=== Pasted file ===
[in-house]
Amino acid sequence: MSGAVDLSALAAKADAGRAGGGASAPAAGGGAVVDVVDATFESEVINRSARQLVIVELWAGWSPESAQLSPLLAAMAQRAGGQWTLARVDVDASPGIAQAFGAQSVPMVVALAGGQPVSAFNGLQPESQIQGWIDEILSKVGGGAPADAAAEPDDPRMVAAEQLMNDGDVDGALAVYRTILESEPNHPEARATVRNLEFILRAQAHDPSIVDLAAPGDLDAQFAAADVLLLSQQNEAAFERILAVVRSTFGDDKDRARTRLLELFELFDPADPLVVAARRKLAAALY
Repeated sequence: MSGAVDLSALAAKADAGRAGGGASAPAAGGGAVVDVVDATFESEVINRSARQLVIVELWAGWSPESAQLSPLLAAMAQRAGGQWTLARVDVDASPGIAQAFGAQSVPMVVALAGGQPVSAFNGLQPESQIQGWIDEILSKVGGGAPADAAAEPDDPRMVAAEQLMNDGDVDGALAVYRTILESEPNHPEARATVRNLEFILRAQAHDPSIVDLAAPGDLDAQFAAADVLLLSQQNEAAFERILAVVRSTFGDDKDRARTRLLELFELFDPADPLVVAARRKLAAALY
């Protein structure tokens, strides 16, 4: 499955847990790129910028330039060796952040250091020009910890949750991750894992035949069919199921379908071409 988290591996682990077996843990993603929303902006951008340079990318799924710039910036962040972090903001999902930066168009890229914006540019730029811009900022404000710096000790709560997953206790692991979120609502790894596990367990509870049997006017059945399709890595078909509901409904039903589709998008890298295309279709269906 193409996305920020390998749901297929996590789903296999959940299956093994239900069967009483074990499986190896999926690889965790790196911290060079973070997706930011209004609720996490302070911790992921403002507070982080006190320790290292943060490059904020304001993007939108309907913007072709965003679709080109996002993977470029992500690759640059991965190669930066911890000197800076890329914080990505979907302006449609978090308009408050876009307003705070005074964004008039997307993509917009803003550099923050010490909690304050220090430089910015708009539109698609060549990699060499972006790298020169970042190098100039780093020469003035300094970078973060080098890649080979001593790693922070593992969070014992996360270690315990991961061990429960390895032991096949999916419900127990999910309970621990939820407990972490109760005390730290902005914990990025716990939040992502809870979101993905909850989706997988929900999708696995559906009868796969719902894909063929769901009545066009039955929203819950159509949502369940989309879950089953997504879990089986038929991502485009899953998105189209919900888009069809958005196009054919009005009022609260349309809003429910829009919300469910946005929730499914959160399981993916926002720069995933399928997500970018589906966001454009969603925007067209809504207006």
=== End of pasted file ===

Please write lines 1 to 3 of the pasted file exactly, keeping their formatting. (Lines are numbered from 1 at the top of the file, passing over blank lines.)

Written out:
[in-house]
Amino acid sequence: MSGAVDLSALAAKADAGRAGGGASAPAAGGGAVVDVVDATFESEVINRSARQLVIVELWAGWSPESAQLSPLLAAMAQRAGGQWTLARVDVDASPGIAQAFGAQSVPMVVALAGGQPVSAFNGLQPESQIQGWIDEILSKVGGGAPADAAAEPDDPRMVAAEQLMNDGDVDGALAVYRTILESEPNHPEARATVRNLEFILRAQAHDPSIVDLAAPGDLDAQFAAADVLLLSQQNEAAFERILAVVRSTFGDDKDRARTRLLELFELFDPADPLVVAARRKLAAALY
Repeated sequence: MSGAVDLSALAAKADAGRAGGGASAPAAGGGAVVDVVDATFESEVINRSARQLVIVELWAGWSPESAQLSPLLAAMAQRAGGQWTLARVDVDASPGIAQAFGAQSVPMVVALAGGQPVSAFNGLQPESQIQGWIDEILSKVGGGAPADAAAEPDDPRMVAAEQLMNDGDVDGALAVYRTILESEPNHPEARATVRNLEFILRAQAHDPSIVDLAAPGDLDAQFAAADVLLLSQQNEAAFERILAVVRSTFGDDKDRARTRLLELFELFDPADPLVVAARRKLAAALY